It is a big royal clan, and there are princes for all kinds of seasons and casting calls. No outsider fully knew the play among the brothers [the children of Ibn Saud]. Those who talk don’t know, those who know don’t talk…all hopes are invested in them—the religious reactionaries’ determination to keep the orthodoxy intact and supreme, the liberals’ expectations that the old way could yet crack and be challenged.

The religious establishment often bends with the wind—in truth, it yields to royal prerogative when it has to, when the will of wali al-amr, the custodian of power, is at stake. This introduces a good deal of uncertainty and skepticism….Things forbidden and haram are suddenly given a waiver, the gates that had been bolted are thrown wide open.  

MBS has put the wali al-amr on speed.

The old consensual, somewhat hypocritical, dispensation did allow for the rise of Usama bin Ladin and the kind of millenarian jihadism that Saudi Arabia’s founder, Ibn Saud, had used and crushed after it became a threat to his rule. Fifty years after Ibn Saud’s death, an organically conservative monarchy still saw its legitimacy inextricably tied to the faith. From the 1950s forward, Saudi Arabia became a laboratory of “conservative” religious militancy. Ideas from Egypt’s Muslim Brotherhood—the royal family in its efforts to combat the radical Arabism of Gamal Abdel Nasser and communism had given generous support to the Brotherhood abroad and within Arabia—mixed with the native Wahhabism. These ideas were later fertilized by the shocking success of the revolutionary Iranian and Lebanese Shia (it’s both galling and inspiring for Sunnis to see Shiites succeed). A particularly toxic brew in the peninsula took shape.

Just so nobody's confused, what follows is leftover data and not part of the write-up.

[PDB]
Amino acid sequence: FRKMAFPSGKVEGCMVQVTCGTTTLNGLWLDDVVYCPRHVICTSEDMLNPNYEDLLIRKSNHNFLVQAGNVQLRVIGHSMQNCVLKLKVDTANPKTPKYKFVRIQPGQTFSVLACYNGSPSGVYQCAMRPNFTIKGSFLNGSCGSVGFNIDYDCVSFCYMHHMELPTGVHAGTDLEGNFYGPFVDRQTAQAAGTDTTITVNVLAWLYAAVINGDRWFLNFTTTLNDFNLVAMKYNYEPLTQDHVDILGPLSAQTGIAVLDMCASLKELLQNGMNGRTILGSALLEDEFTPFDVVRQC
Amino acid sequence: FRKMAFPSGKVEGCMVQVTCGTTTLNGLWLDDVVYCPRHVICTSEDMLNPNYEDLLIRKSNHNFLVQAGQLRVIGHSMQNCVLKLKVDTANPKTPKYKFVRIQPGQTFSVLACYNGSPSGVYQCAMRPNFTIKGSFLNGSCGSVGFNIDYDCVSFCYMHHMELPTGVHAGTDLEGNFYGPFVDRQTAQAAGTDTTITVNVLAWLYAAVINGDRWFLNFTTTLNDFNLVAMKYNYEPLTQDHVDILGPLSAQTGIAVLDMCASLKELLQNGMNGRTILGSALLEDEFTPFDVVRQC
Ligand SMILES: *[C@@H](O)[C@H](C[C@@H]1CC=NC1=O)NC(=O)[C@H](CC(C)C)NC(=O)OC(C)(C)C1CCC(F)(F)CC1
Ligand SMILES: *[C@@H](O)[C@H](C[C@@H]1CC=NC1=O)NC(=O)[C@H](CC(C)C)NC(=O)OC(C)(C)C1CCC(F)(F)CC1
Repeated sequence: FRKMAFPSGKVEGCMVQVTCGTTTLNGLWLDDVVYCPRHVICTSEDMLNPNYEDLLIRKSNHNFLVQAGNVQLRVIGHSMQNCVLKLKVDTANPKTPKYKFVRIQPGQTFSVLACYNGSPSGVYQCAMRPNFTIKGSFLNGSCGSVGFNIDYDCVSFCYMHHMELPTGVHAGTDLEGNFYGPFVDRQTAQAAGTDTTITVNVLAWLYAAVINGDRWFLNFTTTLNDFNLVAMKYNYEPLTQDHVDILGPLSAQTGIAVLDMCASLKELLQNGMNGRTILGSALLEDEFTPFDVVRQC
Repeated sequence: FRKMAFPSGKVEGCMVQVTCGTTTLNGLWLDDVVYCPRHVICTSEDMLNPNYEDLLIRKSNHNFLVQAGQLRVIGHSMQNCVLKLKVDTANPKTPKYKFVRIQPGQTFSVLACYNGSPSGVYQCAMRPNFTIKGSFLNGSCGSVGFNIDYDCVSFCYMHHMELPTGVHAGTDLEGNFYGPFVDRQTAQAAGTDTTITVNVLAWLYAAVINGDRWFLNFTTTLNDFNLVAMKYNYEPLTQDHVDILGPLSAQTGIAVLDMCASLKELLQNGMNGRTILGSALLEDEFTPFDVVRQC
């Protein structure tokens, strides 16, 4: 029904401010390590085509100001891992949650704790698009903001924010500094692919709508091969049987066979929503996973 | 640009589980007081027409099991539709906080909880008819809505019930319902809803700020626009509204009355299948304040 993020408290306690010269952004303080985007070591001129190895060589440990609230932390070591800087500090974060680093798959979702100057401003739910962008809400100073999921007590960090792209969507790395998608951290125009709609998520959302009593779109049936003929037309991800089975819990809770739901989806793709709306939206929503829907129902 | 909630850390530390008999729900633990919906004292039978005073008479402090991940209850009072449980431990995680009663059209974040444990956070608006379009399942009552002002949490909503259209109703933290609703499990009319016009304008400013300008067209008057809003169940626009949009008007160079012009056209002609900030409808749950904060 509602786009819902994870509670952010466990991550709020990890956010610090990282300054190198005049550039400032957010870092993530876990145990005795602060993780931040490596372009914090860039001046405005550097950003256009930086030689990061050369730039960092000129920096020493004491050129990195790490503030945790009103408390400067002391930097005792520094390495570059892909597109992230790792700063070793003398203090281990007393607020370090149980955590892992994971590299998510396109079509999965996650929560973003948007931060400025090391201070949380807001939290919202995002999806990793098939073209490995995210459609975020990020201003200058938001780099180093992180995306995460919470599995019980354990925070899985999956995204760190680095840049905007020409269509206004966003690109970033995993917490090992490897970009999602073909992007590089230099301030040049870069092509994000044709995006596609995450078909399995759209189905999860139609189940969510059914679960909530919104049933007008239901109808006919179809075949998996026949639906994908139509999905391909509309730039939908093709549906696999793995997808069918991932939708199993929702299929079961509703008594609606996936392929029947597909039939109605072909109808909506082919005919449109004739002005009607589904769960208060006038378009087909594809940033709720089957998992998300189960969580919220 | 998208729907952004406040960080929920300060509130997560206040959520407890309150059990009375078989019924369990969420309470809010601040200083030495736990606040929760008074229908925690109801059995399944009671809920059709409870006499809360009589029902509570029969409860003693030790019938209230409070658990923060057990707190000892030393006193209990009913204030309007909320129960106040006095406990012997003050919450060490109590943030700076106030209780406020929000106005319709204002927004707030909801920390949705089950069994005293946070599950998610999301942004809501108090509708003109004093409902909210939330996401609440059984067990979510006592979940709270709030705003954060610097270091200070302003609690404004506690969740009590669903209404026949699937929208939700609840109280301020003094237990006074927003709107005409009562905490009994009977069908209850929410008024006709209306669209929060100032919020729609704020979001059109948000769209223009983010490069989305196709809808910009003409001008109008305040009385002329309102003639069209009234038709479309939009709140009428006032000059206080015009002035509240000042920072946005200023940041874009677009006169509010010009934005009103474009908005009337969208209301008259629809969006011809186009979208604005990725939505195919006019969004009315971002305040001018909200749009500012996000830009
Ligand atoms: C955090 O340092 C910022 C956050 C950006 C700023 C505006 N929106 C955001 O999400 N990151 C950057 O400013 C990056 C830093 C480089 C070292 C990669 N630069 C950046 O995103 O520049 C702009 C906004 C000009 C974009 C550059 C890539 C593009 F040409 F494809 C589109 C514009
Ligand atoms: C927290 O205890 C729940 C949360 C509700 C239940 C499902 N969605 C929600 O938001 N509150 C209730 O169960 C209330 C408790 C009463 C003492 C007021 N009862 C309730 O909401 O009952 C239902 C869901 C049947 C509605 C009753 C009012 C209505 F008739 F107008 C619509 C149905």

The royal family put an end to Saudi Arabia’s militant ecumenicalism in the 2000s, when Al-Qa’ida started to target the state. MBS has gone even further and humbled both the princes and the religious establishment that had been equivocal about or sympathetic to such religious ardor. With MBS, what we might call a laissez-faire approach to conservative Islam has ended. No dissent, familial, political, or religio-political, would henceforth be tolerated. 

I am certain that Ajami would be no fan of MBS, despite his sincere effort to advance the country and grant women a bit more maneuvering room. (Ajami’s concern for women, his view that Islamic civilization was crippled, intellectually and spiritually, by its failure to allow women more freedom, runs through much of his work.) Ajami’s skepticism of Arabia’s boldest prince would likely have little to do with the harshness that MBS has shown to the Shia of the Eastern Province. The prince has been more brutal towards them than any ruler since Ibn Saud. Ajami would view that as a black mark, an example of cruel short-sightedness that can turn understandable dissent into insurrection. 

But his primary concern about MBS would surely be this: his modernizing hubris and the contempt for his family and the religious establishment could sink the entire Saudi enterprise. And Ajami would view the survival of Saudi Arabia as a consensual monarchy as a good thing, no matter its manifest faults, because the alternatives would likely be worse.